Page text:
Anyone who has tried to make a living as a writer knows it’s hardly an easy road, and one piece of advice has held true since “working on that novel” became a thing: don’t quit your day job—even if you hate it. In addition to keeping you housed and fed, that day job hate can actually be a good thing—some famous novelists’ disastrous pre-fame careers directly informed their best work. Does this mean all aspiring novelists should seek out the worst jobs they can? Actually, maybe. As these six stories demonstrate, there’s gold to be mined from misery.

    Franz Kafka
    Job:
    Insurance clerk
    Book: The Trial
    Franz Kafka was clearly not the world’s happiest person, and it’s easy to imagine part of that unhappiness had to do with his need to earn money, generally through a litany of depressing, uninspiring jobs. Kafka thought he could work as a clerk at an insurance company during the day and then have time to write at night—the fever dream of writers to this day—but slowly, the job took over his life, demanding more and more of his time. The Trial offers so many clear connections to the drudgery of endless bureaucracy, it’s clear we’ve all benefited from Kafka’s unhappy career.

    Kurt Vonnegut
    Job:
    Managing a car dealership (badly)
    Book: Breakfast of Champions
    Kurt Vonnegut liked to joke that the reason he never received a Nobel Prize was due to his early, disastrous career managing the first Saab dealership in the United States. Under Vonnegut’s not so steady hand, the business came and went in less than 12 months, and it was years before Saab could mount a comeback effort. Of course, those early Saabs were much different (and much, much worse) than the modern models, so it might not have been entirely Vonnegut’s fault—but there’s no doubt much of his miserable experience at the dealership inspired parts of Breakfast of Champions and its deranged car dealer protagonist, Dwayne Hoover, offering a clear glimpse of day-job disaster being spun into gold.

    Roald Dahl
    Job:
    Taste-testing chocolates
    Book: Charlie and the Chocolate Factory
    There really are candies called gobstoppers, and they’ve been around since the late 19th century. Given that, it’s no surprise Dahl’s famous Everlasting Gobstopper is based on a favorite candy from his childhood. It is a little more surprising to learn Dahl worked as a taste-tester for Cadbury while he was at school, gobbling down chocolates and reporting his impressions. This led him to become a bit obsessed with the Cadbury factory, and he often imagined the “inventing room” where all the new candies were developed. It’s a short leap from a vague stomachache to Charlie and the Chocolate Factory. Okay, so maybe “child chocolate taste-tester” isn’t so much a failed career as an awesome career.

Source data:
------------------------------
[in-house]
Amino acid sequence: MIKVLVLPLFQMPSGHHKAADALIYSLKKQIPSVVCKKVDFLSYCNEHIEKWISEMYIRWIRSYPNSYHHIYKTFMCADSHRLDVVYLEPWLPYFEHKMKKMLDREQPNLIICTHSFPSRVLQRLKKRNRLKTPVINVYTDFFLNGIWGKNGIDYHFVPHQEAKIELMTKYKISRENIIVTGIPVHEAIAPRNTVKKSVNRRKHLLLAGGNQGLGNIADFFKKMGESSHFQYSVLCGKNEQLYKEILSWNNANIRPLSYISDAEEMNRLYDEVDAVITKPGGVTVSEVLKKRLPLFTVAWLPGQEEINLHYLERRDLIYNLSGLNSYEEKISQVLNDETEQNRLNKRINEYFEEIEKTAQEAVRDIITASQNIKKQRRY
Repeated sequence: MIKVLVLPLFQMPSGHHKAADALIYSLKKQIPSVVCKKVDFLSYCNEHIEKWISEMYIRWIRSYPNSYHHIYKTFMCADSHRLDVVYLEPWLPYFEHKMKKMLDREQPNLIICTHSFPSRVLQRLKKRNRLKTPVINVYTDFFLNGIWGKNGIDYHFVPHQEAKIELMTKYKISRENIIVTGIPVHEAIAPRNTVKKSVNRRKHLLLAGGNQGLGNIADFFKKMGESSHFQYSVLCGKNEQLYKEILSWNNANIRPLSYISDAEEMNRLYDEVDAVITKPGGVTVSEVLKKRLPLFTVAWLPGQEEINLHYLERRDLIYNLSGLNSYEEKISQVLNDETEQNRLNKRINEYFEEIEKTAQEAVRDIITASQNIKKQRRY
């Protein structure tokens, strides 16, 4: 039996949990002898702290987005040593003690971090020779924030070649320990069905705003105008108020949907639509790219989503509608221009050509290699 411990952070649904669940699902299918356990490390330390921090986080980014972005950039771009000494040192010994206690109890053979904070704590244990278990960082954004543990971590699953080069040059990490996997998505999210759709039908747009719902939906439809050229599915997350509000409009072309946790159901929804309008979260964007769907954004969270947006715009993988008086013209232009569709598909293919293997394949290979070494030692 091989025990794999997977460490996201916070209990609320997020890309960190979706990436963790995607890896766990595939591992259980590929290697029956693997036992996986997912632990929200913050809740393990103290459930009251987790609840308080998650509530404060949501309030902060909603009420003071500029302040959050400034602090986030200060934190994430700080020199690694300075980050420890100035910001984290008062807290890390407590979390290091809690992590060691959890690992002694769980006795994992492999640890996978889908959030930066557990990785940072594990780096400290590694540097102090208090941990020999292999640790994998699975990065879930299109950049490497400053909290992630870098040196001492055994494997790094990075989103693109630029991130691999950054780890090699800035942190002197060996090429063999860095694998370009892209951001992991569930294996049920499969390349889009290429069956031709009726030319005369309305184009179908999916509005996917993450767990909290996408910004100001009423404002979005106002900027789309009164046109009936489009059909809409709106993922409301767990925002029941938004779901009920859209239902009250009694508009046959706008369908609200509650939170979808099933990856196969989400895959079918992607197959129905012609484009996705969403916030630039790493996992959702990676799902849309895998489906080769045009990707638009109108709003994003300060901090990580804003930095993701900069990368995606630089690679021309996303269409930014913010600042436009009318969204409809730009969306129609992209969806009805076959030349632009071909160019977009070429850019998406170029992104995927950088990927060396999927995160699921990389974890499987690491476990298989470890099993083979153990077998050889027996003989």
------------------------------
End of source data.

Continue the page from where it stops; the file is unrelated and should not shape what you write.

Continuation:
Mitch Albom
    Job:
    Musician and songwriter
    Book: The Magic Strings of Frankie Presto
    Mitch Albom has succeeded first as a sports columnist and later as a novelist, but his first passion, and his first attempts at a career, were in the music industry. Now, “failure” is a strong term for a guy who has had a few songs recorded and even included in film soundtracks, but Albom himself is pretty frank about how his hopes for a career in music never came close to true success. He turned to writing instead, and his most recent novel, The Magic Strings of Frankie Presto, draws on his experience and knowledge of music in pretty obvious ways. It’s a book that probably wouldn’t exist if Albom hadn’t tried to make it as a musician—and failed.

    Stephen King
    Job:
    High school janitor
    Book: Carrie
    It has been a long time since Stephen King needed to work for a living, but back in the mid-1970s, he was just like everyone else, struggling to get by with whatever jobs he could land. He worked as a janitor in a local high school, and while there’s no reason to think he wasn’t a fantastic custodial worker, his work mopping up after the kids obviously inspired his first published novel, Carrie. King’s on record about how his access to the girls’ showers inspired the opening scene of the novel—a book he almost threw away after it garnered a stack of rejections. We can thank his wife and (we assume) the fact that he hated working as a janitor for his decision to revise it one last time, with historic results.